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Mexico City Bans Bags: 6 Ways to Join In

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Mexico City Bans Bags: 6 Ways to Join In

Stores across Mexico City went bagless this week as amended ordinances on solid waste prohibited businesses from giving out non-biodegradable plastic shopping bags. The law affects all stores, production facilities and service providers within the Federal District (which encompasses the city limits) making Mexico City the second large metropolitan area in the Western Hemisphere to outlaw the bags. In 2007, San Francisco enacted an ordinance to phase out the bags, and Los Angeles is set to impose a ban if the state of California does not enact a statewide 25-cent fee per bag.

Isn’t that great?! Between 500 billion and one trillion plastic grocery bags are produced worldwide each year.  (Isn’t that not great?!) The average number of plastic bags consumed every minute around the world is roughly 1 million a minute. Not too shocking to hear that plastic bags are the second-most-common form of litter, behind cigarette butts. The bags are the greatest form of litter on the globe’s oceans, the U.N. agency said in a recent report, resulting in the estimated death of 100,000 whales, turtles, and other marine animals annually.

In the United State alone, 12 million barrels of oil are required to produce enough plastic bags to appease our needs. And then there’s that little decomposition problem: 500 years in the landfill. About 90 percent of the bags used in the United States are not recycled.

According to a report from CNN, other places are taking the problem seriously as well: China has adopted a strict limit, reducing litter and eliminating the use of 40 billion bags, the World Watch Institute said. In Tanzania, selling the bags carries a maximum six-month jail sentence and a fine of 1.5 million shilling ($1,137). Mumbai, India, outlawed the bags in 2000 and cities in Australia, Italy, South Africa and Taiwan have imposed bans or surcharges. Ireland reported cutting use of the bags by 90 percent after imposing a fee on each one.

Next: What you can do–6 tips.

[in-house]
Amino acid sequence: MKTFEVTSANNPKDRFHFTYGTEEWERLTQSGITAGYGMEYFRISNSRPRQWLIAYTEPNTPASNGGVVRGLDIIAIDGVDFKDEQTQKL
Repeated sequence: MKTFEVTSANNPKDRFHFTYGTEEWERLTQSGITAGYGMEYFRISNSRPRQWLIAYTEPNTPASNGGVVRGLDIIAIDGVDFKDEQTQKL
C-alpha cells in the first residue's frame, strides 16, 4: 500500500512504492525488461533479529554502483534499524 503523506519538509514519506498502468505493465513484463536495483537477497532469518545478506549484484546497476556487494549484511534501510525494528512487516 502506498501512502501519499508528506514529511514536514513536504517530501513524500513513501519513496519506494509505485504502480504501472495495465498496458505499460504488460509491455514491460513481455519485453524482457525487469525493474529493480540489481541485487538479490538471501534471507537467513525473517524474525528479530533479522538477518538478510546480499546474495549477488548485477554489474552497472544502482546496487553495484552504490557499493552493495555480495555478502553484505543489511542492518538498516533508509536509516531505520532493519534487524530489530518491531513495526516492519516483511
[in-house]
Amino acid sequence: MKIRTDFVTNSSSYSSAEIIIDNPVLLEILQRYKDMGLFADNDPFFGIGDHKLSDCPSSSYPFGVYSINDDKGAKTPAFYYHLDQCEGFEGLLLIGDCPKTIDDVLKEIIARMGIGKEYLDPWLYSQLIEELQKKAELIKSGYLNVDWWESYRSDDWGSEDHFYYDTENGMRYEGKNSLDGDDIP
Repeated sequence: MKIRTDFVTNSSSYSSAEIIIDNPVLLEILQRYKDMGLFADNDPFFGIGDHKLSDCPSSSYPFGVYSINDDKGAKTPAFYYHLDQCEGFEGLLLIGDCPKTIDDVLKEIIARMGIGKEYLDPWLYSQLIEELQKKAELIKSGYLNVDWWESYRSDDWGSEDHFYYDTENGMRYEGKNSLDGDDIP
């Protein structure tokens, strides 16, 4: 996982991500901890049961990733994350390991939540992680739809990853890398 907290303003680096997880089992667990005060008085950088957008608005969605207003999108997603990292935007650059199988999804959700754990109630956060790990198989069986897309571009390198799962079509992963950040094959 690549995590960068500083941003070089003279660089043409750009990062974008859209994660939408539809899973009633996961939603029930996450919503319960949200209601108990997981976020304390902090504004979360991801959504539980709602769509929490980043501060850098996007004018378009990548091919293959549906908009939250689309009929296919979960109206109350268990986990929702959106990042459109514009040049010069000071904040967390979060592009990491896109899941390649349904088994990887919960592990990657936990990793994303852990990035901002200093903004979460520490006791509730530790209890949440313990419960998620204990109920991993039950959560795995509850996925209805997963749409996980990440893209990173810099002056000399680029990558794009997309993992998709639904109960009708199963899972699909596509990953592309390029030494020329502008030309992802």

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Melissa Breyer

Melissa Breyer is a writer and editor with a background in sustainable living, specializing in food, science and design. She is the co-author of True Food (National Geographic) and has edited and written for regional and international books and periodicals, including The New York Times Magazine. Melissa lives in Brooklyn, NY.


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7:31PM PDT on Jun 2, 2012

good for them!!!!!!!!!!

7:40AM PDT on Jun 2, 2012

CONGRATS to Mexico, God Bless!

6:42AM PDT on Jun 2, 2012


10:54AM PDT on Jun 1, 2012

Great news!

3:24PM PDT on May 11, 2011

It's time for other towns/cities to follow suit. Personally I prefer using my recycled market bags. They're sturdier

11:50AM PST on Feb 17, 2011

Most stores in Sweden charge you 30 cents for a plastic bag and 50 cents for a paper bag. (And, you have to pack your own stuff!) But, still, people tend to buy a new bag every time they go shopping which means lots of plastic bags all around. Many, however, use the plastic bags for the trash. I'm glad some major cities around the world are taking steps towards the elimination of plastic bags, because paper bags are re-usable for a long time and then easy to recycle. Thanks for sharing!

12:02PM PST on Feb 10, 2011

Thank you Mexico City.

12:10PM PST on Dec 23, 2010

This great to hear! Mexico City is one the largest populated cities in the world. Congratulations on being a leader. Let's get China to follow!

8:56PM PST on Dec 15, 2010

Blessedly the beat goes on. Two years until no more plastic bags anywhere, ever... Can we, could we? Yes.

8:17PM PST on Nov 13, 2010

Unfortunately, most of the people are very dirty in Mexico (all over the country) and we have a huge big problem with garbage on the streets.

Police does not enforce law and they do not apply fines to people who litters.

Plastic bags and plastic straws and disposable fast food containers are a huge problem that is going to have big costs to solve.

I hope that other cities around the world follow the example of Mexico City and San Francisco. That should help other cities and governments to follow and do the same.

Cuauhtemoc Glez., Veracruz, Ver., Mexico

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